NEW YORK — John Demsey, global president of the Estée Lauder and MAC Cosmetics brands at the Estée Lauder Cos., gave a tutorial on brand restoration Tuesday night.
The occasion was the Newsmaker Forum of the Cosmetics Executive Women, and the event drew 350 executives, many of them corporate chiefs, to the Harmonie Club. “We packed the house with employees from the Estée Lauder Cos.,” Demsey joked dryly. He discussed the blurring of traditional market segments, the “massification” of beauty; the proliferation of new products, brands and new areas of specialization, and channel consolidation.
“The DNA of the brand has been building for 60 years,” said Demsey, in a speech titled Rediscovering Estée Lauder. “And it gave us great bones to build on for the future.”
“What began as one woman’s vision is today one of the world’s leading global businesses,” said Demsey. Noting that the founder’s vision included many philosophies that are timeless in their appeal, Demsey discussed how the business has grown from four products to more than 20 separate brands, which generate close to $6 billion a year in more than 120 countries.
Like any venerable brand, Estée Lauder has faced its own issues with keeping things fresh. Since taking over as global president of the brand a little over a year ago, Demsey has signed Gwyneth Paltrow to an advertising contract and Tom Ford to a beauty deal, in addition to hiring a host of top executives, including Thia Breen, president of Estée Lauder North America, and Andrea Robinson, who is now president of Tom Ford Beauty and Prescriptives.
“It is important, when trying to add newness to a brand, to not only know what’s right for the brand, but what’s wrong for it,” said Demsey. And what was right for it, he pointed out, was to honor the brand’s heritage. “In our first meeting, Tom [Ford] said that he wanted to redo Youth Dew, because that’s where the whole brand started,” said Demsey, noting that “sometimes when you’re looking for an answer [about updating], it’s staring you right in the face.”
Another heritage product, Pure White Linen, is on tap for April. Hastening to say “it’s not a flanker,” Demsey noted that the new scent will juice up the 1978 launch’s bottom line. Advertising featuring Paltrow will break in fashion, beauty and lifestyle magazines in July, and features the Oscar-winning actress (pre-pregnancy) in an ethereal white linen Balenciaga shift. The campaign was shot by Mario Testino at the Huntington Library in Pasadena, Calif., in the fall.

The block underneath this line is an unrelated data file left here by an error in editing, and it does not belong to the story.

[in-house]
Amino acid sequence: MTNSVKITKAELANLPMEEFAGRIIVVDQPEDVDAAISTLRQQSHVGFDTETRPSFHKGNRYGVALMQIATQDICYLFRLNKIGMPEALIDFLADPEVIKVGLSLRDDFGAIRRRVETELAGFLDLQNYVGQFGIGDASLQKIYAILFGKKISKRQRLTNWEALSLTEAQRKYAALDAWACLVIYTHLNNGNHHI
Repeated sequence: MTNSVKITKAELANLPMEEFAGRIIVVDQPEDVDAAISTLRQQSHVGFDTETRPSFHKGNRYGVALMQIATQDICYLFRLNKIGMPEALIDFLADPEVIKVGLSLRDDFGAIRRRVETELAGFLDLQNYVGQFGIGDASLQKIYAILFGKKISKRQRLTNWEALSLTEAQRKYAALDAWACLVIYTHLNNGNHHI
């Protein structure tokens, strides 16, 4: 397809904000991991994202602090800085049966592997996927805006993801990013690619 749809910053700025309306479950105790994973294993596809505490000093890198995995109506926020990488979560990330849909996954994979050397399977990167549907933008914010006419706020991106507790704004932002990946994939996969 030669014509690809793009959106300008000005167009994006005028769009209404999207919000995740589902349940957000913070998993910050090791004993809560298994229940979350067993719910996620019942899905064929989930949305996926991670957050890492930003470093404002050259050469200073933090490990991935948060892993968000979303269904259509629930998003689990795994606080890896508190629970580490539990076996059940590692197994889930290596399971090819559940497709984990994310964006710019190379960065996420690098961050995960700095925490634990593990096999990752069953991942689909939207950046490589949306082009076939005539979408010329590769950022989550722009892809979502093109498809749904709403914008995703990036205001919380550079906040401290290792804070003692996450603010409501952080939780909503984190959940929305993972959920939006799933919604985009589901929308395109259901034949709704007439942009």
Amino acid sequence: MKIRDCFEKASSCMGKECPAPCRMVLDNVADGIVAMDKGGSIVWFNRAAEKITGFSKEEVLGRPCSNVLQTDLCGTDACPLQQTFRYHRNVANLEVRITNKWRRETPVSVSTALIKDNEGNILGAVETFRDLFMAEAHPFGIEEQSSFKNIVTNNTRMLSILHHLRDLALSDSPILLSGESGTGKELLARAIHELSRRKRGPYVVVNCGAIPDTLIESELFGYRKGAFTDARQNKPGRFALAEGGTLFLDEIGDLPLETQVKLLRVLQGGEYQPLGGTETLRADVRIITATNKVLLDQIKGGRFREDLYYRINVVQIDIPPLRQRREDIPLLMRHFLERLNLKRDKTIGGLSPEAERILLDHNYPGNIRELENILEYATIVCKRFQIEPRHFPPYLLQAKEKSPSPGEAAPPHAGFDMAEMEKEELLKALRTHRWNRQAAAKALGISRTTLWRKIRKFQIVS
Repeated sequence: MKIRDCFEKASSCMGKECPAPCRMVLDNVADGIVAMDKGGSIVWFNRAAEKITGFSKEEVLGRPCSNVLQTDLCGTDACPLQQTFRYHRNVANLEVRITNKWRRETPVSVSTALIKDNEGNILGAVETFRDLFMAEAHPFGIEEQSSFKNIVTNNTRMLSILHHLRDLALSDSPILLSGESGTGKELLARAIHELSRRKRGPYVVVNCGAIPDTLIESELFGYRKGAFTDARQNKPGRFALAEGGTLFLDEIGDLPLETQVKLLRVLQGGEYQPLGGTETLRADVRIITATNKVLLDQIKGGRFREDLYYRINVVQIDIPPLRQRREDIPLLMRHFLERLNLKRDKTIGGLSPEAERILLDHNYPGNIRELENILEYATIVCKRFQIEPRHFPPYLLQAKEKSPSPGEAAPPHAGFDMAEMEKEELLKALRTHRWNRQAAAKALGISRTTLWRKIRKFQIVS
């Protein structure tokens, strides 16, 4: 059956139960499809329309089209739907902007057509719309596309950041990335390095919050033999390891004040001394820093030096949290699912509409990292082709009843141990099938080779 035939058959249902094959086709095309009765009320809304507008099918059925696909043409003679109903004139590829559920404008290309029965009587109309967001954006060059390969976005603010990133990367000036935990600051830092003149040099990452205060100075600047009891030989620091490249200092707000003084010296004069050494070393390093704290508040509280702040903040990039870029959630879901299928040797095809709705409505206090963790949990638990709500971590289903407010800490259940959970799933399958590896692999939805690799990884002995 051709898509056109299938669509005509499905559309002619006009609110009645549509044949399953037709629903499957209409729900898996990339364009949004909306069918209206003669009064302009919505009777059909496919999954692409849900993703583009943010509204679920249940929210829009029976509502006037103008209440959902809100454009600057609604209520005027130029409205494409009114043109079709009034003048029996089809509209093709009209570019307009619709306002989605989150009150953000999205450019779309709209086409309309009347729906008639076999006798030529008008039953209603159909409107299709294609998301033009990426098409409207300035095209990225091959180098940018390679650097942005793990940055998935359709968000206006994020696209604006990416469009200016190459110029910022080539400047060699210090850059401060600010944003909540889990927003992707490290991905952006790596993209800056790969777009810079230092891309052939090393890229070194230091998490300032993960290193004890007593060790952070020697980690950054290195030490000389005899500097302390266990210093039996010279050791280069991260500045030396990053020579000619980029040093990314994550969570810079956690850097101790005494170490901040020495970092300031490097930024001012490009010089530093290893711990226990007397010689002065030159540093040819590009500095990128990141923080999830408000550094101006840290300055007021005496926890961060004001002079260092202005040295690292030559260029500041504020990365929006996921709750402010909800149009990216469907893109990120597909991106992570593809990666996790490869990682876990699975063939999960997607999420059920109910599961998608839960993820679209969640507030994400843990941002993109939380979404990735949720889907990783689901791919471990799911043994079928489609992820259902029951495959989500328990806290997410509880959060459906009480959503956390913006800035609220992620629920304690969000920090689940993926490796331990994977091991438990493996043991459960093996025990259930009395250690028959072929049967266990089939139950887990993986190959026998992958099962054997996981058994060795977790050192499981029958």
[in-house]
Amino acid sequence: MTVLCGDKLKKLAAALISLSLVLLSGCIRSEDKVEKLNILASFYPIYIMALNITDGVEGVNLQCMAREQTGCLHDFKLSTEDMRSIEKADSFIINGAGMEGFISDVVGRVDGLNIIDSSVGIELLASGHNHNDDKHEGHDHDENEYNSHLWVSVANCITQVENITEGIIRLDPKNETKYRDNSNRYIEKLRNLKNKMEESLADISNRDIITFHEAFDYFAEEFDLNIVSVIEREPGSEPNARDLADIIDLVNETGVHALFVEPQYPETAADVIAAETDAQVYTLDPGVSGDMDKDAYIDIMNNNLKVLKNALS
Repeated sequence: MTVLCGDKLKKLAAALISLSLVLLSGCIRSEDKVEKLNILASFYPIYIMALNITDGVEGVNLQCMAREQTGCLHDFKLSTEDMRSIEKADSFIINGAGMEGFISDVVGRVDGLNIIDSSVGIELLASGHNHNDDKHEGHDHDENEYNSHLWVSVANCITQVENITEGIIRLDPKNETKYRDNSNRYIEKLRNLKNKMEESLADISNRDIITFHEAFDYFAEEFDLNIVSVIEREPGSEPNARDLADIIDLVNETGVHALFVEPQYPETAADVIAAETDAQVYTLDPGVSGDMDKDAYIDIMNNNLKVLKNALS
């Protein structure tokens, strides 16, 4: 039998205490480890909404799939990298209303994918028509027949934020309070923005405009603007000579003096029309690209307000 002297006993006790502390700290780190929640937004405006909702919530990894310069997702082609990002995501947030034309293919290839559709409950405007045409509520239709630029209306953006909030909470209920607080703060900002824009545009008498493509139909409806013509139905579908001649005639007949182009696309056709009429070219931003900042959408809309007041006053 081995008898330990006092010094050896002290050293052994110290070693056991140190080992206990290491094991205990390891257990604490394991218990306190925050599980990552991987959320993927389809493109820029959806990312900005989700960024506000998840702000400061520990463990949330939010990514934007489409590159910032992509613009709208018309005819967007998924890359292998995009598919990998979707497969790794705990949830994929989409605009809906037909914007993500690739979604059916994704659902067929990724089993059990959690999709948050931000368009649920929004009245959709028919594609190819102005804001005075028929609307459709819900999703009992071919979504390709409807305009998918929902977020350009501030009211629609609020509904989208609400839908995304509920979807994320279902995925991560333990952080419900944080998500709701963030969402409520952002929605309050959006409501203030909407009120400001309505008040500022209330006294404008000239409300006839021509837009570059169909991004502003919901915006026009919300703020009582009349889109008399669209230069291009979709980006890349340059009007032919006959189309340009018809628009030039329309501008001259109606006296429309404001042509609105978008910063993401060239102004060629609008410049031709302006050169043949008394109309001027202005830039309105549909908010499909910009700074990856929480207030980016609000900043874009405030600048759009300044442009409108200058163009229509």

Things got particularly lively during the question-and-answer period after Demsey’s prepared presentation.
While Demsey was a bit evasive in discussing specifics of upcoming initiatives — “It’s hard to talk about the brand without disclosing trade secrets, especially for this audience,” he said — he was frank in admitting that the Federated-May Co. merger will force most brands, including his, to be more creative than ever in marketing to consumers. “Channel consolidation presents a huge challenge, especially as we are committed to prestige distribution,” he said. “But this consolidation is not the apocalypse that everyone is making it out to be. It will take us back to 1990 levels. We will have to market in new ways, but we’ve seen this challenge before.”
In particular, he said, “the Internet is a lot more powerful than anyone realizes.” Noting that “you can be very successful having 5 percent of 100 people rather than 100 percent of 5,” Demsey noted that Sean Combs’ fragrance, called Unforgivable, has had three co-op ads thus far. “The rest was Internet marketing,” Demsey said, “not the traditional ways.” That’s no surprise, he said, drawing on his MAC Cosmetics experience. “MAC is one of the largest color brands and does virtually no national advertising,” he pointed out. “You have to ask yourself what allows you to best serve the brand, whether that’s something traditional or not. We have a very pragmatic approach [with the Estée Lauder brand]: We know who we’ve been, who we are, and where we want to be, and we’re making sure that the initiatives that we pursue reinforce the brand’s image, rather than just move the mark.”
International markets will be particularly critical moving forward, Demsey said. “Ten years from now, probably most of our growth will come from outside the United States.”
Asia is particularly promising, he noted. “China now looks a lot like Japan does,” he said, praising the robust market. “We are extremely bullish on China and several other developing countries.” When asked if India is one of them, he said, “We are excited about India’s potential, but there is currently no real prestige business as we know it. But it will come.” Lauder’s sister brand, MAC, currently has one store in that country. As well, Brazil and Russia have emerging middle classes who are hungry for beauty products, Demsey noted.